it my duty to protest against this step; because, without at present assigning any other reason, I am informed that such ocupation of said road will prevent the members of the Legislature from reaching this city. Very respectfully yours, Thomas H. Hicks. To which Gen. Butler replied as follows: Headquarters U. S. Militia, Annapolis, Md., April 23, 1861. To His Excellency Thomas H. Hicks, Governor of Maryland: You are credibly informed that I have taken possession of the AnnapolExcellency Thomas H. Hicks, Governor of Maryland: You are credibly informed that I have taken possession of the Annapolis and Elk Ridge Railroad. It might have escaped your notice, but at the official meeting which was had, between your Excellency and the Mayor of Annapolis, and the Committee of the Government and myself, as to the landing of my troops, it was expressly stated as the reason why I should not land, that my troops could not pass the railroad because the company had taken up the rails, and they were private property. It is difficult to see how it can be, that if my troops could not pass over the r
Doc. 118.--the Weverton letter. Weverton, Frederick County, Md., April 29, 1861. To Gov. Hicks:--At a meeting held in Weverton, by the citizens of Washington and Frederick Counties, the following memorial was agreed to, and ordered to be presented to your Excellency, by a Committee appointed for that purpose: Whereas, since the occupation of Harper's Ferry by the troops of Virginia, a number of soldiers have at different times crossed over into our State, and, under pretence of obtaining arms, have disturbed the peace of the neighborhood, and outraged the feelings of citizens by searching private dwellings; and whereas the citizens of Sandy Hook, Weverton, and vicinity, protesting against the right of troops from Virginia invading our soil for such unfriendly purposes, do hereby beseech your Excellency to adopt such measures as, in your good judgment, will be sufficient to prevent any repetition of similar outrages. We, furthermore, would especially state that troops m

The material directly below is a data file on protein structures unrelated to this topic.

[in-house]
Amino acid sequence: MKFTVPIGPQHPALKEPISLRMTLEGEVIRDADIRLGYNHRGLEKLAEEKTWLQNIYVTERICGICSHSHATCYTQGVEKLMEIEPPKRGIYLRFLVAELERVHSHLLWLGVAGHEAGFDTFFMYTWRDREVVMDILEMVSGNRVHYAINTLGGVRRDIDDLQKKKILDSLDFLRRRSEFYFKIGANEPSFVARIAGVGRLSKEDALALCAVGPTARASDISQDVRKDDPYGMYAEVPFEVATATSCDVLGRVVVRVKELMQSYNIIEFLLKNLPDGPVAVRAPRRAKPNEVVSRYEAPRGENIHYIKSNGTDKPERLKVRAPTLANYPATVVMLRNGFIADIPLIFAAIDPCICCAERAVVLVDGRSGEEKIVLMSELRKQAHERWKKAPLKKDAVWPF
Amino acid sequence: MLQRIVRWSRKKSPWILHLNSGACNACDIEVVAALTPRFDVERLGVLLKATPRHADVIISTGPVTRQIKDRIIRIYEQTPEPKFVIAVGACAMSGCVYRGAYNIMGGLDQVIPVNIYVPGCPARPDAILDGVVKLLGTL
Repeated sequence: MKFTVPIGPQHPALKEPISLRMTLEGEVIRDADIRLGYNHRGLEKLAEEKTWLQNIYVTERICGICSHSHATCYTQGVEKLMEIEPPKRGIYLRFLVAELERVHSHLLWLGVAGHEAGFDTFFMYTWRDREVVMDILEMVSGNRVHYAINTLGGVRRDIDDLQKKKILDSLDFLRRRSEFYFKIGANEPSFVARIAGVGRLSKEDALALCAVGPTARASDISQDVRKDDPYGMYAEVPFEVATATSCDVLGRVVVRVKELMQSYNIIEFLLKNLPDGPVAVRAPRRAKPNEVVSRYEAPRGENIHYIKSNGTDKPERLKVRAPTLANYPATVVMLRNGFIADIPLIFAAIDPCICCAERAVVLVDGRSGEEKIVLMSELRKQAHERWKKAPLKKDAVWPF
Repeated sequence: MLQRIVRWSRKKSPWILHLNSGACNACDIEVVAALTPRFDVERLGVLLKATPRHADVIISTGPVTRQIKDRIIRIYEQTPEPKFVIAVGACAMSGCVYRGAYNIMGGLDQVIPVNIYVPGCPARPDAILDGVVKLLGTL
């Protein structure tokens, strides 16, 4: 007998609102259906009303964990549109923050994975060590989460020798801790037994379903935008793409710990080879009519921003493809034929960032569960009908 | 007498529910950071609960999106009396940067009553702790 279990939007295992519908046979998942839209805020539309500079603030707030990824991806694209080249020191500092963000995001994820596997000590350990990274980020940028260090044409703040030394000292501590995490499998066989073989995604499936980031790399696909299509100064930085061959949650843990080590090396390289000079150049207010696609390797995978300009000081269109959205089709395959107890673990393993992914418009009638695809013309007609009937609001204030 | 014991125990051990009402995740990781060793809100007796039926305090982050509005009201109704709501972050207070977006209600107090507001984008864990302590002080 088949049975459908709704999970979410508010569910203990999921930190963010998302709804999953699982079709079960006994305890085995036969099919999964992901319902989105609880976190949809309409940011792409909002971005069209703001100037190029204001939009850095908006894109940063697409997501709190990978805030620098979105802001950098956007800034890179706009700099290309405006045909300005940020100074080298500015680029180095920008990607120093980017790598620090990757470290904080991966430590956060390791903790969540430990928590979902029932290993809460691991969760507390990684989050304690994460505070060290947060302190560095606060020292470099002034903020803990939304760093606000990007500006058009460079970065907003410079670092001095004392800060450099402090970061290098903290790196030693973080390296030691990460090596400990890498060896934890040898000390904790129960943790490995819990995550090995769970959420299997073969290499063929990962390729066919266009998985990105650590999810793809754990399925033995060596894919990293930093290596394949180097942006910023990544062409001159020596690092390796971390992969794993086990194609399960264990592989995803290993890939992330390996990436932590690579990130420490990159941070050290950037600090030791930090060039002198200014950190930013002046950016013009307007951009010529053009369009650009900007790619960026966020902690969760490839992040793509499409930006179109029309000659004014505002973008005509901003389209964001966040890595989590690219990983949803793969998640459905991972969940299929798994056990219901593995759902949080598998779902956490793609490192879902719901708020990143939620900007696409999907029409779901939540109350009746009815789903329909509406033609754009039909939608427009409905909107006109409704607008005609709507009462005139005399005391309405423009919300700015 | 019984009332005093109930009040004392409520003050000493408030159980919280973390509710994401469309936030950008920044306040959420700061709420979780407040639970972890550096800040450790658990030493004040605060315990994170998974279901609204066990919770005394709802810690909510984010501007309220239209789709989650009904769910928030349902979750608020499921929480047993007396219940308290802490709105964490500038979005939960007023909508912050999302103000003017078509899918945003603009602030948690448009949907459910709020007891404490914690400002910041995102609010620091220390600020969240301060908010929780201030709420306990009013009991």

Doc. 138.-President Lincoln's letter to the Maryland authorities. Washington, April 20, 1861. Governor Hicks and Mayor Brown: Gentlemen: Your letter by Messrs. Bond, Dobbin and Brune, is received. I tender you both my sincere thanks for your efforts to keep the peace in the trying situation in which you are placed. For the future, troops must be brought here, but I make no point of bringing them through Baltimore. Without any military knowledge myself, of course I must leave details to General Scott. Ho hastily said this morning, in presence of these gentlemen, March them around Baltimore, and not through it. I sincerely hope the general, on fuller reflection, will consider this practical and proper, and that you will not object to it. By this a collision of the people of Baltimore with the troops will be avoided, unless they go out of the way to seek it. I hope you will exert your influence to prevent this. Now and ever, I shall do all in my power for peace, consi
made in the spirit and in pursuance of the law, and Whereas, To the said requisition has been added the written assurance of the Secretary of War, that said four regiments shall be detailed to serve within the limits of the State of Maryland, or for the defence of the Capital of the United States and not to serve beyond the limits aforesaid; Now, therefore, I, Thomas Holliday Hicks, Governor of Maryland, do, by this my proclamation, call upon loyal citizens of Maryland to volunteer their services to the extent of four regiments, as aforesaid, to serve during a period of three months within the limits of Maryland, or for the defence of the capital of the United States, to be subject under the conditions aforesaid, to the orders of the Commander-in-chief of the army of the United States. Given under my hand and the great seal of the State of Maryland, at the city Frederick, this fourteenth day of May, eighteen hundred and sixty-one. Thos. H. Hicks. --N. Y. Times, May 16.